Reports have been pouring in of shortages of basic medicines available for free through 675 health and 127 sub-health posts across the country. The government has since Jan 15 been handing out 32 free medicines at health posts and 22 medicines at sub-health posts. The shortfalls are acute in mid-western region, far-western region, and Taplejung, Panchthar and Sankhuwasabha districts in the East.
The Public Health Directorate claims to have set aside enough budget (Rs 210 million for this fiscal year) to ensure continuous supply of essential medicines, and attributes the scarcity to failure of local leadership. But a major reason behind the shortage is that, with most of the drugs available for free, an unprecedented number of people are visiting healthcare centres, putting extra pressure on the centres. But at the heart of the problem is the lack of coordination between local health bodies and local-level bureaucracy. Dearth of communication means that it takes an inordinate amount of time for the news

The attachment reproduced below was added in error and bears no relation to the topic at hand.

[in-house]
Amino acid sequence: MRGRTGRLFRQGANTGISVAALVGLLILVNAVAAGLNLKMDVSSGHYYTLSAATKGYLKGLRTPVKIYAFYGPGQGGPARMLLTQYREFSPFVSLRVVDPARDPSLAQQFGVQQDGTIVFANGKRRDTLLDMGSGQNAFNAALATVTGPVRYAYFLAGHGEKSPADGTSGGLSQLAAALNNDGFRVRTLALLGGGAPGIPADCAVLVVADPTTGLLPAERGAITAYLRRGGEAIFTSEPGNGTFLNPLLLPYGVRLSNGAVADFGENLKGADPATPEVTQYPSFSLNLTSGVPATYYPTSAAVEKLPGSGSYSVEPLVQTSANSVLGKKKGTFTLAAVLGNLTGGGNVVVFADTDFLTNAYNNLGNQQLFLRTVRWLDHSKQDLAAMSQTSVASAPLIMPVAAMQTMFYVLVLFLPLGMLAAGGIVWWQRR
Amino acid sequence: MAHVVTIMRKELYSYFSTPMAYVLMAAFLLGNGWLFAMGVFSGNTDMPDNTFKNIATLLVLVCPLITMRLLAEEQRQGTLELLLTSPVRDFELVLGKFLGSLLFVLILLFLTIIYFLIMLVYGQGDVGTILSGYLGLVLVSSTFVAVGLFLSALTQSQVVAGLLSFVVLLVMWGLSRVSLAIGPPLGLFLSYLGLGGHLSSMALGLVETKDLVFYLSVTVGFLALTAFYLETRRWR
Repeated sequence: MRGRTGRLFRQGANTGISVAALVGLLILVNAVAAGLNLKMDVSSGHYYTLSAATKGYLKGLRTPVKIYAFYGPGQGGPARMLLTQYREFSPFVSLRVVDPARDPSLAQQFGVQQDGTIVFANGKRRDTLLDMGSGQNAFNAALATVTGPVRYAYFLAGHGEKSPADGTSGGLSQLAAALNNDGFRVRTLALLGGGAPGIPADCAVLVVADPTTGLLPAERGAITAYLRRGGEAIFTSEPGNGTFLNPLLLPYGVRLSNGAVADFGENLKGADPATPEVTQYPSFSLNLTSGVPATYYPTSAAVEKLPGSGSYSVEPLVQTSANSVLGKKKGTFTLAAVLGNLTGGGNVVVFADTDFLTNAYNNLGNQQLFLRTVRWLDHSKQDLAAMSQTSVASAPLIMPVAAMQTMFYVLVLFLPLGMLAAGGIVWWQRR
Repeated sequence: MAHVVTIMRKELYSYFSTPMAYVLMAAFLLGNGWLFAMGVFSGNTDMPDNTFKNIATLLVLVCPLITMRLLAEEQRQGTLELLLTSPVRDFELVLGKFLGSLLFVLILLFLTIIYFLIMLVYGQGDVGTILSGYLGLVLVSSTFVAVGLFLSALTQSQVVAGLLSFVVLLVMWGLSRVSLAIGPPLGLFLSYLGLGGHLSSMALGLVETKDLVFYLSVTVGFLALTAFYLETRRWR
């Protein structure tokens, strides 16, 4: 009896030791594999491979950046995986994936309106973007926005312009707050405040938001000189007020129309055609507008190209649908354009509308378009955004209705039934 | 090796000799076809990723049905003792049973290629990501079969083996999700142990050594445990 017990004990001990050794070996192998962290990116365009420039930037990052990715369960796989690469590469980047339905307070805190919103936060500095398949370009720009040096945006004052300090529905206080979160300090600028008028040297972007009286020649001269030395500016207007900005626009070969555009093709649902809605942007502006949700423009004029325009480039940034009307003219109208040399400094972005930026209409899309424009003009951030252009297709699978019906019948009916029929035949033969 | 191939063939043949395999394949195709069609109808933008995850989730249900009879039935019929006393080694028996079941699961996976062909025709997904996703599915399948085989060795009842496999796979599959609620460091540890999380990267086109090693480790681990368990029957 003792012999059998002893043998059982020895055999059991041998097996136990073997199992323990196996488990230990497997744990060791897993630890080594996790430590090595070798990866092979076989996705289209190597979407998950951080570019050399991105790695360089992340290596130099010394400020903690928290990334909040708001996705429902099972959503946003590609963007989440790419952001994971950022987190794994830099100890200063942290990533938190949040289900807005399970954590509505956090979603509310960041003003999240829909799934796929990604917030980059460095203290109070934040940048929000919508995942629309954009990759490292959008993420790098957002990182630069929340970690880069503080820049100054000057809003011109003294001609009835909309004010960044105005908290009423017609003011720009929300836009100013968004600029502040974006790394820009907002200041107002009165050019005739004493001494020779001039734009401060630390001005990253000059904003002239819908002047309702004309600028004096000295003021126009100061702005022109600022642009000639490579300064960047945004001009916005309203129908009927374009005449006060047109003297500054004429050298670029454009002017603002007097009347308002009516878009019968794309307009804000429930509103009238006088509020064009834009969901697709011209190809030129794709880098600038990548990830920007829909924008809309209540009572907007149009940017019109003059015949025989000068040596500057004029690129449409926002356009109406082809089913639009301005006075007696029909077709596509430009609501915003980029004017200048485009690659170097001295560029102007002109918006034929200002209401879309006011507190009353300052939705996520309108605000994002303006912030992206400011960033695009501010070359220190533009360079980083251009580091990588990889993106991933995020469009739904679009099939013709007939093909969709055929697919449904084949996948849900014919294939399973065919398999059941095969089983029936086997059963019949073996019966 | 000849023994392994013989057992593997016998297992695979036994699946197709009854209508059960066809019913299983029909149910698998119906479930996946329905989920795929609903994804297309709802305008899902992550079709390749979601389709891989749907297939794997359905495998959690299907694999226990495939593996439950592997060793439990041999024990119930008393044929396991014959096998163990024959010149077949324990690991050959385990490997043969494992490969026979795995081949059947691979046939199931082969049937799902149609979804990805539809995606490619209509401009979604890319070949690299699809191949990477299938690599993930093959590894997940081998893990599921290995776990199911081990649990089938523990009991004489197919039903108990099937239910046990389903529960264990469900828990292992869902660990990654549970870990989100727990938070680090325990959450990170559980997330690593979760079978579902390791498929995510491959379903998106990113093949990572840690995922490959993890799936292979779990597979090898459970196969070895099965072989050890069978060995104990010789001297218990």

of shortage to travel to the higher authorities at the centre and that much longer to meet the deficit. Better communication between local health authorities and bureaucracy, a clear channel for flow of information from regional health bodies to the centre and proper accountability will help solve much of the problem.